Is Israel really isolated?
Is Israel really isolated?

Stephen M. Flatow, a vice president of the Religious Zionists of America, is an attorney in New Jersey. He is the father of Alisa Flatow, who was murdered in an Iranian-sponsored Palestinian terrorist attack in 1995.

Critics of Israel often claim that Israel’s policies are causing it to become “isolated.” This is a tried-and-true pressure tactic. They hope that Israel and its supporters will become fearful and desperate, and make concessions in order to avoid “isolation.” 

Biased news media outlets play on these fears. If some country temporarily withdraws its ambassador from Israel, or some American Jewish “leader” criticizes Israeli policies, it becomes front page news. We’ve seen plenty of that during the Gaza border conflict.

But a glance behind the headlines reveals developments that show Israel is not nearly as isolated as the critics claim.

In a recent story that was almost completely ignored outside the Israeli media, Israel’s Tourism Ministry announced that Ben Gurion Airport is beginning a $280-million expansion. The terminal for overseas travelers is going to be enlarged by 388,000 square feet. Eighty-eight new check-in counters are being added.

Why? Because of an enormous increase in tourism to Israel from around the world. The number of tourists visiting the Jewish state in April 2018 was 17% more than the number in April 2017—and 61% more than April 2016. Put another way, the number of tourists from January through April of this year was 1.36-million, which is an increase of 25% from the same period last year.

The impact is already being felt at the airport. Nearly 21 million people entered or left Israel in 2017, but that number will increase to more than 25 million during the year ahead. A number of low-cost European airlines that have not previously traveled to Israel are now planning to begin flights to Ben Gurion this summer. To handle the increased business, twenty-five temporary new service counters are already being set up in a building adjoining the main terminal.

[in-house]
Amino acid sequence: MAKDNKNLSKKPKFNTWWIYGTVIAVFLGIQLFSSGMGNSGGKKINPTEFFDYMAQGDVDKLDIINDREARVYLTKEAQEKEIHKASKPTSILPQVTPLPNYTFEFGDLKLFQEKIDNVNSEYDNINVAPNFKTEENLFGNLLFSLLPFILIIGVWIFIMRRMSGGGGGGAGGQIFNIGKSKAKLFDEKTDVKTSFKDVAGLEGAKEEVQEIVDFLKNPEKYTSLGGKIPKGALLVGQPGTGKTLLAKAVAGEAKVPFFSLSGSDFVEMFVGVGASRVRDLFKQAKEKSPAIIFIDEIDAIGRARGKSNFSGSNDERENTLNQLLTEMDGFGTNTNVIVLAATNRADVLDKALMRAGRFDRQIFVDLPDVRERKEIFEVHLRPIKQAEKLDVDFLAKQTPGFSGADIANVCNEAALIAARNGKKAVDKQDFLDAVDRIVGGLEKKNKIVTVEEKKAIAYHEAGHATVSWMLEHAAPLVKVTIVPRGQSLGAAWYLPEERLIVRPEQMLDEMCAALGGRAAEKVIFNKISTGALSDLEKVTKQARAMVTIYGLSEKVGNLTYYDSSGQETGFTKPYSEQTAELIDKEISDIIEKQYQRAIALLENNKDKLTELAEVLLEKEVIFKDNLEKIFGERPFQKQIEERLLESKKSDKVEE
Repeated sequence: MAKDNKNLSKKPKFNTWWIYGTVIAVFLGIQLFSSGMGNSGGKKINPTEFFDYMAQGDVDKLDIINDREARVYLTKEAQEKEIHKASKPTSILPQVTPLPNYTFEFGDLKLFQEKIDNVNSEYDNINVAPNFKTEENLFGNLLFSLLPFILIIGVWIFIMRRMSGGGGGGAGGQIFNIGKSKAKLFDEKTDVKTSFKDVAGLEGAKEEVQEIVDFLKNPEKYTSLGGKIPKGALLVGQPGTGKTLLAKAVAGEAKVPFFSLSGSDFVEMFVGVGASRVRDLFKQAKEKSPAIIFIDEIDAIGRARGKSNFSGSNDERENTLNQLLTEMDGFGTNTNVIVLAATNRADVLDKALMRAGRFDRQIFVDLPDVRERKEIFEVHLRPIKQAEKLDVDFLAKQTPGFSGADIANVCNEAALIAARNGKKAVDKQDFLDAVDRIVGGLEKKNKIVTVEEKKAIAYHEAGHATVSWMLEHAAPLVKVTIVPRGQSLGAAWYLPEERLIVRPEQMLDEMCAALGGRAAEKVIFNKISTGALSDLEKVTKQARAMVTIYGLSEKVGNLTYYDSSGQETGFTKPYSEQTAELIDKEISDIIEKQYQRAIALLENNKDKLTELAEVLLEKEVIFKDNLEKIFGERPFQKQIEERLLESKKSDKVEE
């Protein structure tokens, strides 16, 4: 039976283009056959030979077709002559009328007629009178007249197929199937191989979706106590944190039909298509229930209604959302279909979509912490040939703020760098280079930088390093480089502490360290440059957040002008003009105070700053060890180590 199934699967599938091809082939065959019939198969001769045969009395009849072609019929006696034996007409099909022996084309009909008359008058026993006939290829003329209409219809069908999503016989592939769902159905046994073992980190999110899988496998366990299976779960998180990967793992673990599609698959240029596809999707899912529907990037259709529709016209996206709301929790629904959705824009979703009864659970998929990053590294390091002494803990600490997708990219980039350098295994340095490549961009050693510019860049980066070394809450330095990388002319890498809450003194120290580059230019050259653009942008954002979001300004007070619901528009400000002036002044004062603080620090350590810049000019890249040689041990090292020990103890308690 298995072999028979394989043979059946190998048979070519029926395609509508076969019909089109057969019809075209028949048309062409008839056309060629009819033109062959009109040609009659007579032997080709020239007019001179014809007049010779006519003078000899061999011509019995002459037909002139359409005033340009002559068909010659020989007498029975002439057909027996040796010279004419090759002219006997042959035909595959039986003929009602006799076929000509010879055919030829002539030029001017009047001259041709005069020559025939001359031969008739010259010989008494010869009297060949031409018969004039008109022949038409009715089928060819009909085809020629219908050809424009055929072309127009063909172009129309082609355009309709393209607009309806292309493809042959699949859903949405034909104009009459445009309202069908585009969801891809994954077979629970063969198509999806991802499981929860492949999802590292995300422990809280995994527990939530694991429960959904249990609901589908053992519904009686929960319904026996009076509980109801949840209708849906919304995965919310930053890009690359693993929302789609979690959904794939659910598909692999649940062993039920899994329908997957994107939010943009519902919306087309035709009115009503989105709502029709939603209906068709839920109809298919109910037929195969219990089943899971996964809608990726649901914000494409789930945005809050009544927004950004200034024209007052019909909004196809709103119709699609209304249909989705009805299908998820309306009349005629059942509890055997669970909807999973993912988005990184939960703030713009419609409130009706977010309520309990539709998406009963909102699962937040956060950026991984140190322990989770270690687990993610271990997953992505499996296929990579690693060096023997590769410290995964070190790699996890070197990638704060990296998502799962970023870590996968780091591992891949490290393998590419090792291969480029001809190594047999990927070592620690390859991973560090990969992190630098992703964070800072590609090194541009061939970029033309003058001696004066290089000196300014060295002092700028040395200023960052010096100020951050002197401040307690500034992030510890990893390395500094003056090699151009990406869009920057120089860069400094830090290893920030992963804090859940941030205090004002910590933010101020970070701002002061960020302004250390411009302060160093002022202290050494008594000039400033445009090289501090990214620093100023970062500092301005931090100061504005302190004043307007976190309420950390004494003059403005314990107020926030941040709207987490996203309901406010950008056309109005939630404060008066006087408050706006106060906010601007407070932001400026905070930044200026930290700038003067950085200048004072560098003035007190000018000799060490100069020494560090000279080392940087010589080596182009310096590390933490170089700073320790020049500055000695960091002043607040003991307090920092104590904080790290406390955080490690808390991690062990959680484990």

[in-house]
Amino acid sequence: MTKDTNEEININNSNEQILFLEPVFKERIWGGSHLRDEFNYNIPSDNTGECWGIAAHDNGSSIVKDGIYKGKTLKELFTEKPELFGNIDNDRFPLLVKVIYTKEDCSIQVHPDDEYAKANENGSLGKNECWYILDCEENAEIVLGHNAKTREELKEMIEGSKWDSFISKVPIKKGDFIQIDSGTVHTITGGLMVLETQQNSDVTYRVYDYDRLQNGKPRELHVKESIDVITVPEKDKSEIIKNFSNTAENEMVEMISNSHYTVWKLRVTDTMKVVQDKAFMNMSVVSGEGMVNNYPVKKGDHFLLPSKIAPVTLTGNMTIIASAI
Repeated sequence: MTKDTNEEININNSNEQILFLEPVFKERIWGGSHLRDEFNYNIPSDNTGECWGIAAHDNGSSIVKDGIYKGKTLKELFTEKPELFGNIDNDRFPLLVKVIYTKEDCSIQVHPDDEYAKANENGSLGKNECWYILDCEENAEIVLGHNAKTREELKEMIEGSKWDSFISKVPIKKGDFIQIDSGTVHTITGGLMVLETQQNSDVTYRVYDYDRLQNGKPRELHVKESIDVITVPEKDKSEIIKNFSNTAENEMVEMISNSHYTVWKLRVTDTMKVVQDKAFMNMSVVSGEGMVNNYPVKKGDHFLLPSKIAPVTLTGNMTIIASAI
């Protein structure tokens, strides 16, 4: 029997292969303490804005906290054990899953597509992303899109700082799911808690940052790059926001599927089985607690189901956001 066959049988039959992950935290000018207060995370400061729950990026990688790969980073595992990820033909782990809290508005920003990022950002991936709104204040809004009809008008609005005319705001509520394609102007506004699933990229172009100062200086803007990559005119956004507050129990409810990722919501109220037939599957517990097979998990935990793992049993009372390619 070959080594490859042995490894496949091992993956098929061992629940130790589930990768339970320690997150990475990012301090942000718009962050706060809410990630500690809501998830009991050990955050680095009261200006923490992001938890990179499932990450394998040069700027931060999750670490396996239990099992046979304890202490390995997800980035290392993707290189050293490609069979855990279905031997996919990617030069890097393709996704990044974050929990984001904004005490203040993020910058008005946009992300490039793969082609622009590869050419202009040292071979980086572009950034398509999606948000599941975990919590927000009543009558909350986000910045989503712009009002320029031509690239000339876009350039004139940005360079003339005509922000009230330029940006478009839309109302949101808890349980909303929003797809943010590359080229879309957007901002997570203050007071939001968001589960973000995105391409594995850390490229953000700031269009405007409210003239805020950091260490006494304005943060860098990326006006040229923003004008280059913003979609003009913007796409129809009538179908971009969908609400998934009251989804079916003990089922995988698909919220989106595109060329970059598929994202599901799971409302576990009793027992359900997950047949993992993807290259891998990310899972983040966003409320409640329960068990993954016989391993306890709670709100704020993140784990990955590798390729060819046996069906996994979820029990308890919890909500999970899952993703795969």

The myth of “Israel’s isolation” is also obvious in the diplomatic realm. Israel today has relations with more countries around the world than at any time in its history. A number of them are majority-Muslim nations.

Governments that maintain normal relations with Israel do so for a variety of reasons. Some are focused on the threat of Iranian expansion and Islamist terrorism. For others, it simply makes economic sense to trade with a desirable hi-tech exporting country like Israel, regardless of political differences.

Israel’s many contributions to international science, medicine, and environmental welfare likely have played a part in improving relations around the world. Just last week, Hawaii’s state legislature banned a certain ingredient used in sunscreen after Israeli researchers found the chemical is causing damage to coral reefs in Hawaii and elsewhere.

And did you see the list of countries that participated in the Jerusalem Embassy relocation ceremony? It’s remarkable:

Albania, Angola, Austria, Cameroon, Congo, the Democratic Republic of the Congo, Ivory Coast, Czech Republic, Dominican Republic, El Salvador, Ethiopia, Georgia, Guatemala, Honduras, Hungary, Kenya, Macedonia, Burma, Nigeria, Panama, Peru, the Philippines, Romania, Rwanda, Serbia, South Sudan, Thailand, Ukraine, Vietnam, Paraguay, Tanzania and Zambia.

Just days after the ceremony, Guatemala and Paraguay moved their embassies to Jerusalem. The leaders of Honduras and the Czech Republic have said they intend to do likewise. Others are likely to eventually follow.

Of course there is a long way still to go in Israel’s struggle to be treated the same as any other country. But let’s not lose hope when people try to intimidate us with warnings about “isolation.” Remember that when he was secretary of state, John Kerry infamously warned that Israel would become a “pariah” state if it didn’t quickly give into Palestinian demands. Today, Israel is thriving and Kerry is a forgotten has-been. That speaks for itself